Smart speed bump for emergency vehicles

Car on prototype speed bump

The image above is from our technical review, where we demonstrated a car driving over our system (and it was also the first snow!)


Roles: Technical Sub-team Lead, Mechanical Design, Material Procurement
Skills: User Interviews, CAD (SolidWorks), Mechanism Selection, Material Selection, Machining
Time: September - December 2018

Developed as part of 2.009, MIT’s senior capstone for mechanical engineering

The Problem

Cities desire to regulate traffic while not interfering with the ability for first responders to quickly and comfortably transport patients. Speed bumps assist in traffic regulation (for example, near schools), but can cause jostling of patients during transportation, such that emergency responders often avoid routes with speed bumps, even if they are longer. In addition, city planners sometimes cannot add the extent of traffic regulation actually needed to mitigate these concerns.

Stakeholders Interviewed:
EMS - Watertown Fire Department, MIT EMS, Paramedic (Jacksonville, FL), Law Enforcement Officer (San Angelo, TX)
City Planners - Austin, TX; Seattle, WA; Bellevue, WA; Eugene, OR; Portland, OR; Richmond, VA; Washington D.C.
Traffic Engineers - Delaware, Florida, Michigan, Montana, Nebraska, North Dakota, New Hampshire, Utah, Washington Depts. of Transportation
Snow Plow Operator - Cambridge Dept. of Public Works

In order to balance the goals of both EMS and traffic regulation, we developed a dynamic speed bump that could be signaled to flatten by emergency responders (and in cities like Cambridge, during snow plows as well) Sentry logo. A dynamic speed bump system that collapses for emergency services. With Sentry, cities can achieve traffic regulation without delaying emergency response times.

The Process

There were several parts to the system that we had to consider:

  1. Detection: The system needed to sense that an emergency service was arriving and initate the system response.

    This part of the system was based off of existing systems for traffic signal preemption. In our case, the electronics and sensing system (radio receiver) were integrated within the BUMP sign that was located near the speed bump. For our prototype, we powered the system as if it were connected to the electrical grid, although we considered cases where it could be solar or battery-powered. The system was designed so that EMS could initiate the signal from 1500 ft away, giving the speed bump approximately 20 seconds to collapse for a vehicle traveling 50 mph.

  2. Signaling: There needed to be an indication of the speed bump’s status (up, down, or in-motion) to anyone on the road.

    LEDs on the BUMP sign were programmed to indicate the state of the bump. The default state was set to be “up” as if it was a normal speed bump (no LEDs). When signaled to flatten, the LEDs would flash green. In the “down” state, the LEDs on the top and bottom of the sign would turn solid green. Finally, any error or system failure would be indicated with the LEDs on the left and right sides turning red. Because it was important that EMS would slow down in the case the speed bump was not operational (could not collapse), the LEDs were chosen to operate with the assumption of an “up” state and a clear indication in the case of a successful collapse.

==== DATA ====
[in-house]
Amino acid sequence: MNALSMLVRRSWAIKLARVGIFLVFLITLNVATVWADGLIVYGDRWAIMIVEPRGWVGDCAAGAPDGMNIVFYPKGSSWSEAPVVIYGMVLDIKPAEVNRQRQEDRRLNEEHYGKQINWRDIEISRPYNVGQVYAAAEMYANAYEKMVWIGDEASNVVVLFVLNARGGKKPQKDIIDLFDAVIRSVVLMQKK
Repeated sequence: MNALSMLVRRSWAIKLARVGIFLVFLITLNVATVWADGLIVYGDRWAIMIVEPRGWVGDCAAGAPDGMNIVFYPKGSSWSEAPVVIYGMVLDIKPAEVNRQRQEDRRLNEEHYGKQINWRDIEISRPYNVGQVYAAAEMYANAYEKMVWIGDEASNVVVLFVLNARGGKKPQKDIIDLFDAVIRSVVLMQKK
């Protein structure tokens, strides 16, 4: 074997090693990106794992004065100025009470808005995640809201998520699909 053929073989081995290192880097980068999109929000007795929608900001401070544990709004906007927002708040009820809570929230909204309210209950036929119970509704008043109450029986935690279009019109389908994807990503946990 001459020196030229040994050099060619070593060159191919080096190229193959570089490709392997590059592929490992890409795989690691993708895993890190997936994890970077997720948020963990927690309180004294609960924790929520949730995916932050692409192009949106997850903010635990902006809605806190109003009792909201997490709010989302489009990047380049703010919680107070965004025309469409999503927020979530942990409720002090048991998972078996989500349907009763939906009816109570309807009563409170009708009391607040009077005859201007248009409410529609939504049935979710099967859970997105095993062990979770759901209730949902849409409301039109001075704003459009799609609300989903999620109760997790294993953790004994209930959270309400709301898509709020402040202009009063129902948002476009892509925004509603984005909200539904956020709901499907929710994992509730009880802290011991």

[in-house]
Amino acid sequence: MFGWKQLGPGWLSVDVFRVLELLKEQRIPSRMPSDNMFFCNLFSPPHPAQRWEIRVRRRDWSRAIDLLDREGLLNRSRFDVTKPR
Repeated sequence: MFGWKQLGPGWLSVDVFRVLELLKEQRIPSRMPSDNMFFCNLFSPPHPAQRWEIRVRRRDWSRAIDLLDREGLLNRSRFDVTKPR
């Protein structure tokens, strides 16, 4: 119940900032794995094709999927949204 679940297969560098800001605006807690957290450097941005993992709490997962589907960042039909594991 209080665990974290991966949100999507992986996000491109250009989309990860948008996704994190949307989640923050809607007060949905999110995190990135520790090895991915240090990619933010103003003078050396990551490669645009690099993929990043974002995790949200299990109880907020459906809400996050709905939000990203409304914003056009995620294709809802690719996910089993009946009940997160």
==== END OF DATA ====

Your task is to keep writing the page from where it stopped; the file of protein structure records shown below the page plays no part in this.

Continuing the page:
3. Collapsing: The bump needed to flatten in a required amount of time.

    For this part, the critical part was that the speed bump could both lift and sustain a minimum load (the weight of the largest vehicle that would be allowed on the street). After considering lifting mechanisms including a pneumatic bladder, air springs, and ratchets, we decided to use 4 3-ton electric scissor jacks for our prototype, as it allowed the bump to flatten in 10 seconds and could hold up a car. These were attached to a base that would be placed in an excavation in the street. The scissor jacks were then attached to a hinged steel plate assembly that would form the bump or flattened shape.

Here’s me working on the final assembly in our makeshift “excavated” road. The speed bump sits in a wooden case meant to represent excavated road. I am measuring a width on the side. The steel plates from the top are off and you can see the four car jacks. And here is the speed bump in its almost fully assembled form. A side view of the assembled speed bump without any side plates.

Finally, the speed bump was covered with a protective rubber outer surface that could not only be painted with the traditional speed bump markings, but would also protective the surface from rust and protect the internal mechanisms from weather and corrosion. An exploded view of the entire assembly is shown below. An exploded view of the speed bump parts. Rubber surface, steel plates, scissor jacks, weather-proof enclosure.

Although all members of the team contributed to certain parts of the system such as determining the lifting mechanism, I was specifically in charge of leading a task force of 5 members to develop the active surface (the plates that attached to the lifting mechanism to form the bump and the rubber cover).

The Result

The final prototype of the entire system could successfully be signaled to lower, driven over, and lifted back up with corresponding LEDs on the sign. The photo below shows the final prototype.
Product image of the entire speed bump including rubber cover with road markings and Bump Ahead sign with LEDs In addition, we presented a demonstration of the system in front of over 1000 people: